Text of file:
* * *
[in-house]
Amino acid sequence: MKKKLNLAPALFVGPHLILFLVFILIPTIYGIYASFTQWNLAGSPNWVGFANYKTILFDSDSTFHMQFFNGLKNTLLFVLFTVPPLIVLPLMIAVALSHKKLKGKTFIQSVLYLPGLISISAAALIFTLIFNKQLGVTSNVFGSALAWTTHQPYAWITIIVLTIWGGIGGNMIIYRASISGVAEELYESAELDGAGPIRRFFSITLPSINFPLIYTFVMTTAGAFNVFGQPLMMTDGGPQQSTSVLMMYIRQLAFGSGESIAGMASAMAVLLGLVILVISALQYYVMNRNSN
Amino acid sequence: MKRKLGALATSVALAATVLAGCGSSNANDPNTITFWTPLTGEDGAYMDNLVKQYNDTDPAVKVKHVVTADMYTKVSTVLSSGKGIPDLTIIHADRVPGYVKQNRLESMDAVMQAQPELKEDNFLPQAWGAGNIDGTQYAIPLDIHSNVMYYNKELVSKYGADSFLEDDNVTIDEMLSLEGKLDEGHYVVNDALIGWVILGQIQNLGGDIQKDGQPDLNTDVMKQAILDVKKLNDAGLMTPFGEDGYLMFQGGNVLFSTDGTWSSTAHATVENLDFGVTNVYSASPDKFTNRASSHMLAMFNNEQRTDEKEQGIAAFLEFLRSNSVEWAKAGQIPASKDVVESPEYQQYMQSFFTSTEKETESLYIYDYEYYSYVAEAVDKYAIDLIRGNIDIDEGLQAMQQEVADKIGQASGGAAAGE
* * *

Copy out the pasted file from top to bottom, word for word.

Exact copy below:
[in-house]
Amino acid sequence: MKKKLNLAPALFVGPHLILFLVFILIPTIYGIYASFTQWNLAGSPNWVGFANYKTILFDSDSTFHMQFFNGLKNTLLFVLFTVPPLIVLPLMIAVALSHKKLKGKTFIQSVLYLPGLISISAAALIFTLIFNKQLGVTSNVFGSALAWTTHQPYAWITIIVLTIWGGIGGNMIIYRASISGVAEELYESAELDGAGPIRRFFSITLPSINFPLIYTFVMTTAGAFNVFGQPLMMTDGGPQQSTSVLMMYIRQLAFGSGESIAGMASAMAVLLGLVILVISALQYYVMNRNSN
Amino acid sequence: MKRKLGALATSVALAATVLAGCGSSNANDPNTITFWTPLTGEDGAYMDNLVKQYNDTDPAVKVKHVVTADMYTKVSTVLSSGKGIPDLTIIHADRVPGYVKQNRLESMDAVMQAQPELKEDNFLPQAWGAGNIDGTQYAIPLDIHSNVMYYNKELVSKYGADSFLEDDNVTIDEMLSLEGKLDEGHYVVNDALIGWVILGQIQNLGGDIQKDGQPDLNTDVMKQAILDVKKLNDAGLMTPFGEDGYLMFQGGNVLFSTDGTWSSTAHATVENLDFGVTNVYSASPDKFTNRASSHMLAMFNNEQRTDEKEQGIAAFLEFLRSNSVEWAKAGQIPASKDVVESPEYQQYMQSFFTSTEKETESLYIYDYEYYSYVAEAVDKYAIDLIRGNIDIDEGLQAMQQEVADKIGQASGGAAAGE